Q: I have several old computers that I need to dispose of. Where do I do this and feel confident the info therein will be destroyed? — Toni
A: The reality of what makes a computer valuable (the data that’s stored on it) becomes clearly obvious when you go to sell, donate or recycle it.
The 0s and 1s that make up your digitally stored information has an exponentially higher value, especially to identity thieves, than the old electronic components that make up the computer.
Once a computer that contains your personal information leaves your control, you have no idea what will happen to that information, so you should never take this task lightly.
The plethora of data that has been found on used equipment over the years has been chronicled time and again, but connecting the dots for non-technical users is often still a big mystery.
At the end of the day, you should take responsibility for protecting yourself or find a trusted resource that can properly remove your data for you.
As most folks now know, simply deleting a file does not remove it from the computer’s hard drive; it simply hides it from the operating system (Windows or MacOS) and the user.
Any slightly motivated hacker ‘wannabe’ that has done 10 minutes of research on the Internet has the ability to get your deleted files back, so that will never do.
Here are your options when donating, selling or giving away an old computer:
Install a secure deletion program such as Eraser that will scrub your personal data files from the hard drive but leave the operating system and programs in tact.
This option is preferred for those that want to ensure that the computer is fully functional when they donate, sell or give the computer to the next party.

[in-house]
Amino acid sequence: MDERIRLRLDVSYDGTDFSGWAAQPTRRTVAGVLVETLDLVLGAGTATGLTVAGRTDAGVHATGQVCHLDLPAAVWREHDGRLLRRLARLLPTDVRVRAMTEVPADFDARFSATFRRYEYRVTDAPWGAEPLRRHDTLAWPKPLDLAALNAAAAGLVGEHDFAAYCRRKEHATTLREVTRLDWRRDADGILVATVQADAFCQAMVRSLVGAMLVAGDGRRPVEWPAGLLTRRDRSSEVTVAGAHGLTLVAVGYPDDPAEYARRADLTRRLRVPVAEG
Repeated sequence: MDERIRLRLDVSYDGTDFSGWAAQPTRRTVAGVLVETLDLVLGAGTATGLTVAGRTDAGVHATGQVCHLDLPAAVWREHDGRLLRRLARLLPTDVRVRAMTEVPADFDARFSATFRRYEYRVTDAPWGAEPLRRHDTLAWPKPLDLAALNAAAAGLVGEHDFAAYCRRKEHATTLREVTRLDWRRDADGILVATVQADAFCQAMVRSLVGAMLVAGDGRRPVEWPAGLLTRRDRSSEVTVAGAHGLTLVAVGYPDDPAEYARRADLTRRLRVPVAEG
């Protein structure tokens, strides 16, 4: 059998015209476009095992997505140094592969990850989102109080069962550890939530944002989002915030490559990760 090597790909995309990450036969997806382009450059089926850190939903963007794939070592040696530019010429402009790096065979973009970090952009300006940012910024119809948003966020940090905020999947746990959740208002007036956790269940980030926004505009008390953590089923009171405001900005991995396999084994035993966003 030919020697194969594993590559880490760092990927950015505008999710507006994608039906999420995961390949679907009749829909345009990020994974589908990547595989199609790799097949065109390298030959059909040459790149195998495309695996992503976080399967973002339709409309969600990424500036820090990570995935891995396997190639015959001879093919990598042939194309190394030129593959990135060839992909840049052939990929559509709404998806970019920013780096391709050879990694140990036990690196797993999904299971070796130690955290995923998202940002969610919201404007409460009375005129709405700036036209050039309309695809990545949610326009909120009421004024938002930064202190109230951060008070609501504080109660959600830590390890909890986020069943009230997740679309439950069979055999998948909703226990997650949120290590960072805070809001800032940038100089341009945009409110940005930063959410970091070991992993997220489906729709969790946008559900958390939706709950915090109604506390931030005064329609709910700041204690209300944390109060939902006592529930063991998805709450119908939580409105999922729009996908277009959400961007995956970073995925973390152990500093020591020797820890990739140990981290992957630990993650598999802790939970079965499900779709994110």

Run a secure wipe of the entire hard drive with a program such as Darik’s Boot and Nuke.
This option will clean all programs and files from the hard drive, which will require the recipient to reinstall everything from scratch.
Remove the hard drive and donate, sell or give away the rest of the computer. Hang onto the hard drive until you have an alternative method of securely wiping the information.
This option is the easiest for the non-technical user, because it only requires a screwdriver and a little time and allows those that don’t have a trusted resource at hand to deal with the issue at a later date.
Hire a professional organization to perform the task for you. Many computer service companies offer a secure deletion service for those that are not comfortable doing it themselves (our stores charge $59 for the service, for example – www.datadoctors.com/recycle).
A couple other often overlooked issues before donating your old computer; saved passwords and web surfing history.
If your e-mail program has a saved password on it and you donate or sell your computer, you just made it very easy for the recipient to assume your identity online.
Think about what happens when you forget a password for an online account: the site will send a reset message to your registered e-mail address.
An ID thief will immediately change your account password to lock you out, then start finding all of your online accounts so they can click on the “I forgot my password” link for each of them. How do they find out where you bank? Simple: by looking at your Internet history or old e-mail messages.
Remove program passwords, clear Internet histories, browser passwords, cookies and AutoComplete histories if you plan on donating or selling a fully functional computer!
Data Doctors Computer Services
Data Doctors Data Recovery Labs
Data Doctors Franchise Systems, Inc.
Weekly video tech contributor to CNN.com
Host of the award-winning “Computer Corner” radio show